Microsoft revealed a potential link between the notorious Russian cybercriminal group Evil Corp and the Raspberry Robin USB-based worm on Friday.
The tech giant claimed that on July 26, 2022, it noticed existing Raspberry Robin infections being used to spread the FakeUpdates (also known as SocGholish) virus.
Raspberry Robin, also known as the QNAP Worm, is known to spread from a compromised system to other devices in the target network using infected USB drives that contain harmful a.LNK files.
The campaign, which Red Canary discovered for the first time in September 2021, has proven difficult to track down because no evidence of later-stage activity or a direct connection to a known threat actor or group has been found.
As a result, the disclosure represents the first evidence of post-exploitation operations carried out by the threat actor after using the malware to acquire initial access to a Windows machine.
According to Microsoft, “the DEV-0206-associated FakeUpdates activity on impacted computers has since resulted in subsequent activities that are similar to DEV-0243 pre-ransomware behaviour.”
At its core, the malware serves as a conduit for other campaigns that leverage the access obtained from DEV-0206 to distribute other payloads, particularly Cobalt Strike loaders associated with DEV-0243, also known as Evil Corp.
The financially driven hacker organization, also known as Gold Drake and Indrik Spider, previously used the Dridex virus but has now transitioned to using a number of ransomware families, most recently LockBit.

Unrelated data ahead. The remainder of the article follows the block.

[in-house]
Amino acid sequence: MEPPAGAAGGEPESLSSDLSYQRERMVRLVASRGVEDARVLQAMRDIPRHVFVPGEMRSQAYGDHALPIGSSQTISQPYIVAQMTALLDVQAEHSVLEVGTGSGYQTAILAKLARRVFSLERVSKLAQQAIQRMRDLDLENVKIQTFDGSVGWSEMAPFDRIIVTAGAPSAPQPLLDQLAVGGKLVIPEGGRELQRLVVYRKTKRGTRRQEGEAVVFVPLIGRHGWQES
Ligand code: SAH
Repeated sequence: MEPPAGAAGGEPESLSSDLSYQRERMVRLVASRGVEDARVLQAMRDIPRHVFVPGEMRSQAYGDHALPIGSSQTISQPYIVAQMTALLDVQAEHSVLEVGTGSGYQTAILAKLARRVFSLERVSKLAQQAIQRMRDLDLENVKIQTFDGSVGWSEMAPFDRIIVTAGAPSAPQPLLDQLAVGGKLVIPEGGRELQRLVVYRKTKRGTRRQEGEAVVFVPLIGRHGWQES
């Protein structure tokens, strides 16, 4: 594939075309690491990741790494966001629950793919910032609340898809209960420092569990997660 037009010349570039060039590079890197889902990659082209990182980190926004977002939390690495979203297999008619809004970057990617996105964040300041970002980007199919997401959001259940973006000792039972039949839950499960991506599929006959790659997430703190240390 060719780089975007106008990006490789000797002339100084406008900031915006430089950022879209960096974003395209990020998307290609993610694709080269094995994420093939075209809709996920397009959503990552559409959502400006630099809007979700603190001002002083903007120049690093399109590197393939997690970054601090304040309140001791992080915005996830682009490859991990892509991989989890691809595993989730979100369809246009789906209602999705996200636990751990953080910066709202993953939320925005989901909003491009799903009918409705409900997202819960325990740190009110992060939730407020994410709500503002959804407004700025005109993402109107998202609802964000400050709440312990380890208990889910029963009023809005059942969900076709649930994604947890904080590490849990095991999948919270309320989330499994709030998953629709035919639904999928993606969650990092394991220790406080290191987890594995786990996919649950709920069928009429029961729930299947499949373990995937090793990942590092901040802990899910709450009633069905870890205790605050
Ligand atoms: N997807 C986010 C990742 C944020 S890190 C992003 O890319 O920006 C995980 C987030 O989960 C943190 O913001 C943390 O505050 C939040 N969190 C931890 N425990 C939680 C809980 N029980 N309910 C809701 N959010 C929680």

Microsoft stated that DEV-0243’s usage of a RaaS payload by the “Evil Corp” activity group is probably an effort to evade group identification, which might deter payment owing to their sanctioned position.
It’s not immediately evident what specific ties there could be between Evil Corp, DEV-0206, and DEV-0243.
According to Katie Nickels, director of intelligence at Red Canary, if the findings are confirmed to be accurate, they would close a “significant gap” in Raspberry Robin’s methodology.
According to Nickels, “We continue to observe Raspberry Robin activity, but we have not been able to link it to any particular individual, business, institution, or nation.”
“In the end, it is still too early to determine if Evil Corp is connected to or accountable for Raspberry Robin. In the intricate Ransomware-as-a-Service (RaaS) ecosystem, multiple criminal organisations collaborate with one another to accomplish a range of goals. It can be challenging to separate the connections between malware families and detected behaviour as a result.”